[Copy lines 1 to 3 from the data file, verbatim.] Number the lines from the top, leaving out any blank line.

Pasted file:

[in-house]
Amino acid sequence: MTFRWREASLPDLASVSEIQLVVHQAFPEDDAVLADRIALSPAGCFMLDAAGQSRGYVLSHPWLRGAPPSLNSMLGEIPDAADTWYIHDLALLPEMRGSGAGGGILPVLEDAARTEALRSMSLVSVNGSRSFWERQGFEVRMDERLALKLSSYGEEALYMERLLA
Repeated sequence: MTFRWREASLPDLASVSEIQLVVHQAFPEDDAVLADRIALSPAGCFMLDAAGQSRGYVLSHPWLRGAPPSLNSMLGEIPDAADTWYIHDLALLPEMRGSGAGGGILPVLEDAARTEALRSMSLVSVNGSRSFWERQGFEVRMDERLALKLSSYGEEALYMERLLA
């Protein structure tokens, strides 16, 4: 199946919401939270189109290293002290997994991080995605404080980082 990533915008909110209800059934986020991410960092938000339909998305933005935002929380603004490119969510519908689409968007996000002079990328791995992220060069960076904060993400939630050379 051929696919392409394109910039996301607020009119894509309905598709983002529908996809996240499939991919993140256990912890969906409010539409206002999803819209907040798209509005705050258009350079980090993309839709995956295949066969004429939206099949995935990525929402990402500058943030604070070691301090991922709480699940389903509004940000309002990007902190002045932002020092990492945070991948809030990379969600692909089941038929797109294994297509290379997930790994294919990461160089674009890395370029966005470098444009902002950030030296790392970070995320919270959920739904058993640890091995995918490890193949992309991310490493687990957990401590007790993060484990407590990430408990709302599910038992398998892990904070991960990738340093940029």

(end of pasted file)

[in-house]
Amino acid sequence: MTFRWREASLPDLASVSEIQLVVHQAFPEDDAVLADRIALSPAGCFMLDAAGQSRGYVLSHPWLRGAPPSLNSMLGEIPDAADTWYIHDLALLPEMRGSGAGGGILPVLEDAARTEALRSMSLVSVNGSRSFWERQGFEVRMDERLALKLSSYGEEALYMERLLA
Repeated sequence: MTFRWREASLPDLASVSEIQLVVHQAFPEDDAVLADRIALSPAGCFMLDAAGQSRGYVLSHPWLRGAPPSLNSMLGEIPDAADTWYIHDLALLPEMRGSGAGGGILPVLEDAARTEALRSMSLVSVNGSRSFWERQGFEVRMDERLALKLSSYGEEALYMERLLA